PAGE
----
Nakita Sherron is a unit secretary at Wiser Hospital. Melanie Thortis/ UMMC Communications
Nakita Sherron is a unit secretary at Wiser Hospital.
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Front and Center: Nakita Sherron

Published on Monday, June 27, 2022

By: Ruth Cummins

She’s worked extra shifts to make sure her unit is covered by a secretary.

She’s taken under her wing a homeless patient haunted by his constant worry over where his next meal will come from.

Nakita Sherron, unit secretary for the fourth floor of Wiser Hospital, makes it her job to spread sunshine in the lives of coworkers and patients, says LeAnn Harcharik, the floor’s nurse manager.

LeAnn Harcharik

“She has a heart of gold,” Harcharik said. “She is calm, and she gives very good customer service. She’s a very kind person.”

Sherron gets it from her mom, who passed away in 2019.

“She was a caregiver and mom of 13. I am the baby,” Sherron said. “She was always helping someone, and she never looked like it was a burden. She never had an attitude. You could be a stranger, but in our house, she would feed you.”

Sherron makes her job so much more than answering phones and working on a computer, Harcharik and Sherron’s coworkers say.

“She answers the call lights. She assists patients with requests, and lets the nurses know if a patient calls out,” Harcharik said. “She might be the first voice that a patient hears.

“If a patient needs something, she will get up from her desk and help them, and that’s not part of her job. She helps the nurses with their work flow.”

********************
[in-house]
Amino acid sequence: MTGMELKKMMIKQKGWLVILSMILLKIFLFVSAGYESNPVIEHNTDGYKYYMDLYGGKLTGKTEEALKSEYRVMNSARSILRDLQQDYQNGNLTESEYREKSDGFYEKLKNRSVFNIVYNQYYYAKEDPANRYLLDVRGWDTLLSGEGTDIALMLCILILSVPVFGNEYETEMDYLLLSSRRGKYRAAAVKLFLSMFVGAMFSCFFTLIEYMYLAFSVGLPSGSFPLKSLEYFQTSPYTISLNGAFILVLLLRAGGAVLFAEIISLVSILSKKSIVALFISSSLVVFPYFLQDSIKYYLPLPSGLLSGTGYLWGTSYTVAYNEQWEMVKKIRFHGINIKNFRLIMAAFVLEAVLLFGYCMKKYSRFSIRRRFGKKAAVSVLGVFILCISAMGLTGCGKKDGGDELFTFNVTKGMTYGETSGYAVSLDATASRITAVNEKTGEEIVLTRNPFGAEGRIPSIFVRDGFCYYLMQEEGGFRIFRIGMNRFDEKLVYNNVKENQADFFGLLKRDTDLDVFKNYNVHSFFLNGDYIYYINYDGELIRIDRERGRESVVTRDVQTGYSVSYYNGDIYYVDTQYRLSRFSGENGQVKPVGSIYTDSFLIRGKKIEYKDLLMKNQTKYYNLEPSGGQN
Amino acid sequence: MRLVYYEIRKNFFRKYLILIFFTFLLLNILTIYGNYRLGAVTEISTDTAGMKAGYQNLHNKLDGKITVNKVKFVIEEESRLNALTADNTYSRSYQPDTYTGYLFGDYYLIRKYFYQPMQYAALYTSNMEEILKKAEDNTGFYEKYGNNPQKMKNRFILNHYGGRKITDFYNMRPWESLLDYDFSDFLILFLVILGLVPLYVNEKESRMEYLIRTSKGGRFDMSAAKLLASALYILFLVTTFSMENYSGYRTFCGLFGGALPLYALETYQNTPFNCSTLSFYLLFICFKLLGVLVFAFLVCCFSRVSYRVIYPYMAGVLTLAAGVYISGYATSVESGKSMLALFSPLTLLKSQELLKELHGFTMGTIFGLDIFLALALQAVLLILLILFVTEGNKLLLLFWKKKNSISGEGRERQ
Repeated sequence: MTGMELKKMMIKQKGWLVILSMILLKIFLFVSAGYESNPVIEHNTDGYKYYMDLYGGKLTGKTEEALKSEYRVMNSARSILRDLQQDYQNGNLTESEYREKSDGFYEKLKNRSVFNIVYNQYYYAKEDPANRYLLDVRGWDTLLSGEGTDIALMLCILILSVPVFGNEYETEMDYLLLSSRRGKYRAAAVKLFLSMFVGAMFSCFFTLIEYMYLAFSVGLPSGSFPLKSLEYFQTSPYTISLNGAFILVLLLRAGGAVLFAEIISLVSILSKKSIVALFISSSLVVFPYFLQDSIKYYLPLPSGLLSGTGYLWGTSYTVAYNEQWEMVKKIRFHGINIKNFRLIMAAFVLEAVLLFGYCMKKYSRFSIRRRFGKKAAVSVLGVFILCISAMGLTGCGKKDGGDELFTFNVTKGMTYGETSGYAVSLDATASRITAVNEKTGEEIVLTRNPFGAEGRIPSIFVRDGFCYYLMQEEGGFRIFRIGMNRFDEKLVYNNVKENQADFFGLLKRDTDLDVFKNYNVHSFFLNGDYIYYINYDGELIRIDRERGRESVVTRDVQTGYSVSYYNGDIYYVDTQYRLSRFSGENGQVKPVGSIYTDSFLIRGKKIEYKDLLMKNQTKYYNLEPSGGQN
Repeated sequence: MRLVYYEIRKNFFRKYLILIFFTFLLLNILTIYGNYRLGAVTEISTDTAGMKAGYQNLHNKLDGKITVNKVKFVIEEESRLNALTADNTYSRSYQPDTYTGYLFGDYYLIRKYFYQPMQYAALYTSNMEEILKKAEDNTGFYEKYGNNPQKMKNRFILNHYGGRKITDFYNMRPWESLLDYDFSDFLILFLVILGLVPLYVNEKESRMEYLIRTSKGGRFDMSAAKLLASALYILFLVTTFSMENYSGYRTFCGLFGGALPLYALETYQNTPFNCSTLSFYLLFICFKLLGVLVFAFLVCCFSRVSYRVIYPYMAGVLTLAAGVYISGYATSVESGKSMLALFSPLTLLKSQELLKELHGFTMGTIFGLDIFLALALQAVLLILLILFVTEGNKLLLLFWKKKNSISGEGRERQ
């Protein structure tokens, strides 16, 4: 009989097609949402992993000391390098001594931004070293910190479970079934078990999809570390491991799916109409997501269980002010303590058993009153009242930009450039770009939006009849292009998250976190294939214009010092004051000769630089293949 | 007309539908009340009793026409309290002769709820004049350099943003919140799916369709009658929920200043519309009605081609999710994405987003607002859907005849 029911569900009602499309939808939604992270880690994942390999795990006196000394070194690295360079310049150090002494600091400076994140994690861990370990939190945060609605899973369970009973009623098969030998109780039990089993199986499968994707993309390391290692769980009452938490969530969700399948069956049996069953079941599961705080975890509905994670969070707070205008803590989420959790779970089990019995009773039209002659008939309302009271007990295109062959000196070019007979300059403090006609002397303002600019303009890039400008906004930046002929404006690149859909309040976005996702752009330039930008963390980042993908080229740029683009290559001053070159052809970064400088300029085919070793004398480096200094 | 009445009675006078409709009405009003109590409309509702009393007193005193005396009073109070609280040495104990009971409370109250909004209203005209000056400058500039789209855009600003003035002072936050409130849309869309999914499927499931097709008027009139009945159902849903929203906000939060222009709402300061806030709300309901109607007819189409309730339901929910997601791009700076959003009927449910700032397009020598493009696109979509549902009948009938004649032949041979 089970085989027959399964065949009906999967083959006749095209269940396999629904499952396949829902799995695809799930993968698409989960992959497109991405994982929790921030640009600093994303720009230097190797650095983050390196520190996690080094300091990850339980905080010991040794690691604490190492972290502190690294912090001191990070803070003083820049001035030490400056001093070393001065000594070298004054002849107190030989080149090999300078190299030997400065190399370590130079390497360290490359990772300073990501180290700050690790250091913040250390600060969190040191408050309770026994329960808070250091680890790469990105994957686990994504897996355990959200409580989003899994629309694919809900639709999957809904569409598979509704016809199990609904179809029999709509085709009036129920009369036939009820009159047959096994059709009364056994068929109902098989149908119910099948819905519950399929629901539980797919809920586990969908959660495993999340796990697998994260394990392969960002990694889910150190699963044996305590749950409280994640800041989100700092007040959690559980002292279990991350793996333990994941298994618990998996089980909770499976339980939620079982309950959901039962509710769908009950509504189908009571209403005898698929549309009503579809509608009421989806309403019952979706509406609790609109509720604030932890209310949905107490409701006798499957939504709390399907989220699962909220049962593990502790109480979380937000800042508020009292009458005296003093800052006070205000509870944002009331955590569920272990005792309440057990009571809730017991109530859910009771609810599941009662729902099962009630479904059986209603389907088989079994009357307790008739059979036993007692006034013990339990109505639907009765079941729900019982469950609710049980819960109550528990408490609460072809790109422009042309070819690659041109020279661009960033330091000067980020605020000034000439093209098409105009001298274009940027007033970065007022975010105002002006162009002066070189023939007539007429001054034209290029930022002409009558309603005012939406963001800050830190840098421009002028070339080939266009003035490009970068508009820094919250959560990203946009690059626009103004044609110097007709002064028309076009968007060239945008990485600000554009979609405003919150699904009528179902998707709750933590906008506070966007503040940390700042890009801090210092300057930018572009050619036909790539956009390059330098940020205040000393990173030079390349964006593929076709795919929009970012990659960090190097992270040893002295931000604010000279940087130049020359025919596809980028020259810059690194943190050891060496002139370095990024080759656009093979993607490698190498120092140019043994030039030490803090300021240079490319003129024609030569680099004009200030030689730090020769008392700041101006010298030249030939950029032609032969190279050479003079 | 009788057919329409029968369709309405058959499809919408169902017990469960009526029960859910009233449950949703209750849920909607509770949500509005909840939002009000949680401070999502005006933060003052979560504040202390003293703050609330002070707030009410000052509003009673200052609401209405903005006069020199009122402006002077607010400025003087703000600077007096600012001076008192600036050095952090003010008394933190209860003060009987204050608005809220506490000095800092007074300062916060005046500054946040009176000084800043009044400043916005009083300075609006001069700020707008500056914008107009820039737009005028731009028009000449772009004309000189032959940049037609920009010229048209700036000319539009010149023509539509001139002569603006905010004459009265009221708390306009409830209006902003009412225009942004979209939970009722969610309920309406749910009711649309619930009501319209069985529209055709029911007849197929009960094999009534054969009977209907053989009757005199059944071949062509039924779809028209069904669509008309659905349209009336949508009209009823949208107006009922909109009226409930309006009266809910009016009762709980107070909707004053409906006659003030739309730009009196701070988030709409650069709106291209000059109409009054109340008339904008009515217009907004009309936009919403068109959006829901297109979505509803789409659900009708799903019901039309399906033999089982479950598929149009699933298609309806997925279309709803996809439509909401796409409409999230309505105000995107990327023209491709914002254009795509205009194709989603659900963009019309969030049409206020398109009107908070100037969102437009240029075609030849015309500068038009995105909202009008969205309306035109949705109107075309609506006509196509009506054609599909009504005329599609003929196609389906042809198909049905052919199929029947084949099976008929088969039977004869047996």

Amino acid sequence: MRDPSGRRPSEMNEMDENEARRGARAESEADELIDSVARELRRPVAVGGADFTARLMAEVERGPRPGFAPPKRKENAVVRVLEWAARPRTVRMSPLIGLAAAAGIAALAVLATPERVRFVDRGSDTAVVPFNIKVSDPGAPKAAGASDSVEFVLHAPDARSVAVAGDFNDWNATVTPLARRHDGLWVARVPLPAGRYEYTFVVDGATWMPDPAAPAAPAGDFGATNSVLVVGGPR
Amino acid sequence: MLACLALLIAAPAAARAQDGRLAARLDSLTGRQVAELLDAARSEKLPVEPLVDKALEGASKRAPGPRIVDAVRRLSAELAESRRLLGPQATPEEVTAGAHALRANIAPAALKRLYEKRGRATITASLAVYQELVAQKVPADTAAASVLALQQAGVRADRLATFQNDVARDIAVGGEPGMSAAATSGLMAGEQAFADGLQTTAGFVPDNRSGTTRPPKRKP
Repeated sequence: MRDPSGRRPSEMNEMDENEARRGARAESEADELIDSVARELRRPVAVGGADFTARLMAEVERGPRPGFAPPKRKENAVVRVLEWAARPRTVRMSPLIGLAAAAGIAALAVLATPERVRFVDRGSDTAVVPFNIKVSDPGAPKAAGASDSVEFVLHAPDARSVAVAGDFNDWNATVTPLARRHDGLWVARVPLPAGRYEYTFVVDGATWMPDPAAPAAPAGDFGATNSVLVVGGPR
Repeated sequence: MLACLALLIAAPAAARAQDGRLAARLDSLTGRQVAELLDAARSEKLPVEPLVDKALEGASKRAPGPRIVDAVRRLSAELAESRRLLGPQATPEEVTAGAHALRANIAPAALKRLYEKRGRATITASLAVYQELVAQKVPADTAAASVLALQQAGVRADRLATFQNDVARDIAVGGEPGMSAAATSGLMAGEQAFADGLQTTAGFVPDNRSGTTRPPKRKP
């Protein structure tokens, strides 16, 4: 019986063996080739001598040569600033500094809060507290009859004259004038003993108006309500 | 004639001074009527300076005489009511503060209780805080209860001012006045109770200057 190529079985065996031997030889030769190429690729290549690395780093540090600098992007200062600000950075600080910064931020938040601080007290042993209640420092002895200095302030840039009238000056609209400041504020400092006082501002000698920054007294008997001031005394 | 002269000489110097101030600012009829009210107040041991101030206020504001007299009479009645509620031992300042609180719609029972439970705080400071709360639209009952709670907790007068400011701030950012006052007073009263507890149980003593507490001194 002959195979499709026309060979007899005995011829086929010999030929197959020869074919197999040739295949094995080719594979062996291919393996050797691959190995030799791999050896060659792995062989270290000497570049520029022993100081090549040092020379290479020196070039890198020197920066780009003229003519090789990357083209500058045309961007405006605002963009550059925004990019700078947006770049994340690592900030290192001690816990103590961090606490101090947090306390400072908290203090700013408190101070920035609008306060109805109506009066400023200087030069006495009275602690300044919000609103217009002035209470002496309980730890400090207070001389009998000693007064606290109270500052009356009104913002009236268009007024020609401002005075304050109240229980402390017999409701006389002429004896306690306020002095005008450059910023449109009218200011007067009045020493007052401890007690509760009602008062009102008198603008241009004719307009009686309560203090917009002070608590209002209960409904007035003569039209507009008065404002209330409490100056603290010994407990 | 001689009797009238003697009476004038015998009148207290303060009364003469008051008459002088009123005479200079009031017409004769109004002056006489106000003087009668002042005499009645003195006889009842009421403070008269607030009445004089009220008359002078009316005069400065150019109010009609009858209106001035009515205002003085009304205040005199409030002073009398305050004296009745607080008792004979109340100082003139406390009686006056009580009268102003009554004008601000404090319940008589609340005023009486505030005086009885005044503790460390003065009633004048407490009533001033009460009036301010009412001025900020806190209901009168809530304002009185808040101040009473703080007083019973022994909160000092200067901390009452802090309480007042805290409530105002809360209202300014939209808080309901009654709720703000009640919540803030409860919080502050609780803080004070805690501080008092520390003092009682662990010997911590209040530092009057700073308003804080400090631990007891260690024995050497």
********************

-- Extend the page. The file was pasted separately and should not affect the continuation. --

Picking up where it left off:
Registered nurse and coworker Kiara Sims says Sherron is an example of a team player who keeps the patient top of mind by performing tasks that give them comfort. “She really cares about the patients even though she probably has the least face-to-face interaction with them compared to the nurses and techs,” Sims said.

“We recently had a patient admitted due to failure to thrive and homelessness. He would call out for food so often, no matter how many snacks we would take him,” Sims said. “He stated that he liked to eat here because he did not know when he would ever eat again.

“I could tell this tugged at Nakita's heart, because the next day she came in with three bags full of microwave meals, snacks and juices she bought with her own money for the patient to keep in his room so he would not have to call out for anything. She also brought him meals she had cooked at home on multiple occasions while he was here.”

“Hearing him talking about wanting something to eat … I thought, I can take a few dollars and get him some things,” Sherron said. “He was always asking for a hamburger. I went by Sonic and got him a burger and fries, and he said, ‘Yeah!’

“It brought me joy. It’s a smile on my heart.”

“These are the little things that are really the huge things that make a difference in lives,” Harcharik said.

Sherron worked as a part-time unit secretary in the Adult Emergency Department before coming to Wiser in August 2021, as the Delta variant of COVID-19 raged and a number of mothers at the hospital succumbed to the virus.

“Anytime someone passes away, I get emotional. I know what it’s like to lose a loved one,” Sherron said. And when her floor’s staff has to tell family members of a death, she said, “I know what I would have wanted someone to say to me. Let them know you care.”

Mom to a 25-year-old son, Sherron lives in Byram and enjoys cooking her favorites for family and friends. “I like to make pasta – chicken bacon pasta and seafood pasta – and I bake cookies and pound cake,” she said.

Just like her mom, she is generous with feeding those around her spiritually and physically.

“At this age, I’m channeling my mother,” Sherron said. “I feel like she’s with me.”

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